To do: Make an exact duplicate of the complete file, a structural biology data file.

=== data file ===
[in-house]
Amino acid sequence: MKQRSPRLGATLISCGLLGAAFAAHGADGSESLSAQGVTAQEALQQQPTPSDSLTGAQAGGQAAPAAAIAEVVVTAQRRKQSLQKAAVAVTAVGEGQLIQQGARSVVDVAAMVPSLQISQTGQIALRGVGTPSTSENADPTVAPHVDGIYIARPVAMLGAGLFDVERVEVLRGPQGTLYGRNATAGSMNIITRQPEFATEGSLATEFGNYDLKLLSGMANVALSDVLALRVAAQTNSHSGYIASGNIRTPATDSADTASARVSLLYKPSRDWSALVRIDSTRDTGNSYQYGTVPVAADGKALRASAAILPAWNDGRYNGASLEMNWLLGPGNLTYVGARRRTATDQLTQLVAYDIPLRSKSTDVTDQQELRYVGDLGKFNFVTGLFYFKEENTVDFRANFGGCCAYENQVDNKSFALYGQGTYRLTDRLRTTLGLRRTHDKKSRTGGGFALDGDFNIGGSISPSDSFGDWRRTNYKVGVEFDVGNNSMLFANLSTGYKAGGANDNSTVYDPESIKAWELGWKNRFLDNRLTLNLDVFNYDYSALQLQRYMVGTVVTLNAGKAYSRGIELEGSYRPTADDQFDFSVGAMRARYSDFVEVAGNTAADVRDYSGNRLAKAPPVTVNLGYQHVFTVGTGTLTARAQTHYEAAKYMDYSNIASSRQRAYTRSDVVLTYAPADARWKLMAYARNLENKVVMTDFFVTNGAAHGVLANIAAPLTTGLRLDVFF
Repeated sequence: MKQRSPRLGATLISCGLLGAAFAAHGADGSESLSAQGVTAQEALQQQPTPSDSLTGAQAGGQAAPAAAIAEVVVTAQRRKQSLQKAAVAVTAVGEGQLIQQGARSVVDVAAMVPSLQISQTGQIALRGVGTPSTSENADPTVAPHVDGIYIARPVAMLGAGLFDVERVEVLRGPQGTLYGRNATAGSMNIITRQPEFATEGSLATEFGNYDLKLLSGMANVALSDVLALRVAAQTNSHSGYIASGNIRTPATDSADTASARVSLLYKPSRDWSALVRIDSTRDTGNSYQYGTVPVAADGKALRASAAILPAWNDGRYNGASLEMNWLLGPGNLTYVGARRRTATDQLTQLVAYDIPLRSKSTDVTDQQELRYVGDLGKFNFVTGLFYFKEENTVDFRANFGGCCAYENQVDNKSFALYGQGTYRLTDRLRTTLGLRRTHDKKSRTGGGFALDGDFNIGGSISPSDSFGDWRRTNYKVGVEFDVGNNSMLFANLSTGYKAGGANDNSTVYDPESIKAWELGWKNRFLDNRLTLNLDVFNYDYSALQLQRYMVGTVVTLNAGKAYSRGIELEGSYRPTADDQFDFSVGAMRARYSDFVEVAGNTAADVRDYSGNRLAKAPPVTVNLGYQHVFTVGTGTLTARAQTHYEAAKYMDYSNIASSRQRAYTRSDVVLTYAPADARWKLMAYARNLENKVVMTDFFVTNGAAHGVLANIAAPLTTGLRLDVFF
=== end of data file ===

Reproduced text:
[in-house]
Amino acid sequence: MKQRSPRLGATLISCGLLGAAFAAHGADGSESLSAQGVTAQEALQQQPTPSDSLTGAQAGGQAAPAAAIAEVVVTAQRRKQSLQKAAVAVTAVGEGQLIQQGARSVVDVAAMVPSLQISQTGQIALRGVGTPSTSENADPTVAPHVDGIYIARPVAMLGAGLFDVERVEVLRGPQGTLYGRNATAGSMNIITRQPEFATEGSLATEFGNYDLKLLSGMANVALSDVLALRVAAQTNSHSGYIASGNIRTPATDSADTASARVSLLYKPSRDWSALVRIDSTRDTGNSYQYGTVPVAADGKALRASAAILPAWNDGRYNGASLEMNWLLGPGNLTYVGARRRTATDQLTQLVAYDIPLRSKSTDVTDQQELRYVGDLGKFNFVTGLFYFKEENTVDFRANFGGCCAYENQVDNKSFALYGQGTYRLTDRLRTTLGLRRTHDKKSRTGGGFALDGDFNIGGSISPSDSFGDWRRTNYKVGVEFDVGNNSMLFANLSTGYKAGGANDNSTVYDPESIKAWELGWKNRFLDNRLTLNLDVFNYDYSALQLQRYMVGTVVTLNAGKAYSRGIELEGSYRPTADDQFDFSVGAMRARYSDFVEVAGNTAADVRDYSGNRLAKAPPVTVNLGYQHVFTVGTGTLTARAQTHYEAAKYMDYSNIASSRQRAYTRSDVVLTYAPADARWKLMAYARNLENKVVMTDFFVTNGAAHGVLANIAAPLTTGLRLDVFF
Repeated sequence: MKQRSPRLGATLISCGLLGAAFAAHGADGSESLSAQGVTAQEALQQQPTPSDSLTGAQAGGQAAPAAAIAEVVVTAQRRKQSLQKAAVAVTAVGEGQLIQQGARSVVDVAAMVPSLQISQTGQIALRGVGTPSTSENADPTVAPHVDGIYIARPVAMLGAGLFDVERVEVLRGPQGTLYGRNATAGSMNIITRQPEFATEGSLATEFGNYDLKLLSGMANVALSDVLALRVAAQTNSHSGYIASGNIRTPATDSADTASARVSLLYKPSRDWSALVRIDSTRDTGNSYQYGTVPVAADGKALRASAAILPAWNDGRYNGASLEMNWLLGPGNLTYVGARRRTATDQLTQLVAYDIPLRSKSTDVTDQQELRYVGDLGKFNFVTGLFYFKEENTVDFRANFGGCCAYENQVDNKSFALYGQGTYRLTDRLRTTLGLRRTHDKKSRTGGGFALDGDFNIGGSISPSDSFGDWRRTNYKVGVEFDVGNNSMLFANLSTGYKAGGANDNSTVYDPESIKAWELGWKNRFLDNRLTLNLDVFNYDYSALQLQRYMVGTVVTLNAGKAYSRGIELEGSYRPTADDQFDFSVGAMRARYSDFVEVAGNTAADVRDYSGNRLAKAPPVTVNLGYQHVFTVGTGTLTARAQTHYEAAKYMDYSNIASSRQRAYTRSDVVLTYAPADARWKLMAYARNLENKVVMTDFFVTNGAAHGVLANIAAPLTTGLRLDVFF